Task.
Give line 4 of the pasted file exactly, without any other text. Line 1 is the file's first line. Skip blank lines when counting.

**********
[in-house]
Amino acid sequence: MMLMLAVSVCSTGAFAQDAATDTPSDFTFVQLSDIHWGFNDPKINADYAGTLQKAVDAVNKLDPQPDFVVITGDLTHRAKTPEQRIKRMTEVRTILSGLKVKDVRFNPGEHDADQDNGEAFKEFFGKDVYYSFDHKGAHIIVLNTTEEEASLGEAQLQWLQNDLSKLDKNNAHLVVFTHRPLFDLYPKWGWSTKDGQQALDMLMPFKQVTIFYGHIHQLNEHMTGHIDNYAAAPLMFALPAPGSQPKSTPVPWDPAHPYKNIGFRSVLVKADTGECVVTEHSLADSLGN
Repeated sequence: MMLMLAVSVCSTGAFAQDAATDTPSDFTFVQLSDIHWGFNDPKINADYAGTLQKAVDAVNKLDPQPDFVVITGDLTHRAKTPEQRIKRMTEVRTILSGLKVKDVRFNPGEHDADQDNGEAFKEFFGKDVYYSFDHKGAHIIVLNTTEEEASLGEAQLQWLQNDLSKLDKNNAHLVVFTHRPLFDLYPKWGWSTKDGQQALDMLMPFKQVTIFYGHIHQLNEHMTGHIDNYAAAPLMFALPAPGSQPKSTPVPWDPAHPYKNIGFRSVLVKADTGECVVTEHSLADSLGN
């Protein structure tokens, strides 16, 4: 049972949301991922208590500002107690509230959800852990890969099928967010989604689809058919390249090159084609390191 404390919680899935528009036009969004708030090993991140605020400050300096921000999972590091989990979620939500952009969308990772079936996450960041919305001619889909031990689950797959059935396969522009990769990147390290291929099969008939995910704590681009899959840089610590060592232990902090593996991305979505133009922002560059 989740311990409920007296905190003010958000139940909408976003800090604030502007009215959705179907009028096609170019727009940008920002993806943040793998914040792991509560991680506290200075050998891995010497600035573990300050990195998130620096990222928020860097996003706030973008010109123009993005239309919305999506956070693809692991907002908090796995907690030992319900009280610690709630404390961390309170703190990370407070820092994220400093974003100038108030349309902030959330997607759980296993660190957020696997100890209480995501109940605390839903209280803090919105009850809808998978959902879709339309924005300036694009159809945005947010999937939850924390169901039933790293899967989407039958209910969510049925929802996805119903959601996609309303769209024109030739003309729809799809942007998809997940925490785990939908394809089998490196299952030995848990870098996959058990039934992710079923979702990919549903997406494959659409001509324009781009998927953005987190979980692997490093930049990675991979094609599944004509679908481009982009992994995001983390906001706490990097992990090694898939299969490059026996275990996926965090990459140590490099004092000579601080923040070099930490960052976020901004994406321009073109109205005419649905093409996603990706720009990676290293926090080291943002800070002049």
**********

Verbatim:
């Protein structure tokens, strides 16, 4: 049972949301991922208590500002107690509230959800852990890969099928967010989604689809058919390249090159084609390191 404390919680899935528009036009969004708030090993991140605020400050300096921000999972590091989990979620939500952009969308990772079936996450960041919305001619889909031990689950797959059935396969522009990769990147390290291929099969008939995910704590681009899959840089610590060592232990902090593996991305979505133009922002560059 989740311990409920007296905190003010958000139940909408976003800090604030502007009215959705179907009028096609170019727009940008920002993806943040793998914040792991509560991680506290200075050998891995010497600035573990300050990195998130620096990222928020860097996003706030973008010109123009993005239309919305999506956070693809692991907002908090796995907690030992319900009280610690709630404390961390309170703190990370407070820092994220400093974003100038108030349309902030959330997607759980296993660190957020696997100890209480995501109940605390839903209280803090919105009850809808998978959902879709339309924005300036694009159809945005947010999937939850924390169901039933790293899967989407039958209910969510049925929802996805119903959601996609309303769209024109030739003309729809799809942007998809997940925490785990939908394809089998490196299952030995848990870098996959058990039934992710079923979702990919549903997406494959659409001509324009781009998927953005987190979980692997490093930049990675991979094609599944004509679908481009982009992994995001983390906001706490990097992990090694898939299969490059026996275990996926965090990459140590490099004092000579601080923040070099930490960052976020901004994406321009073109109205005419649905093409996603990706720009990676290293926090080291943002800070002049």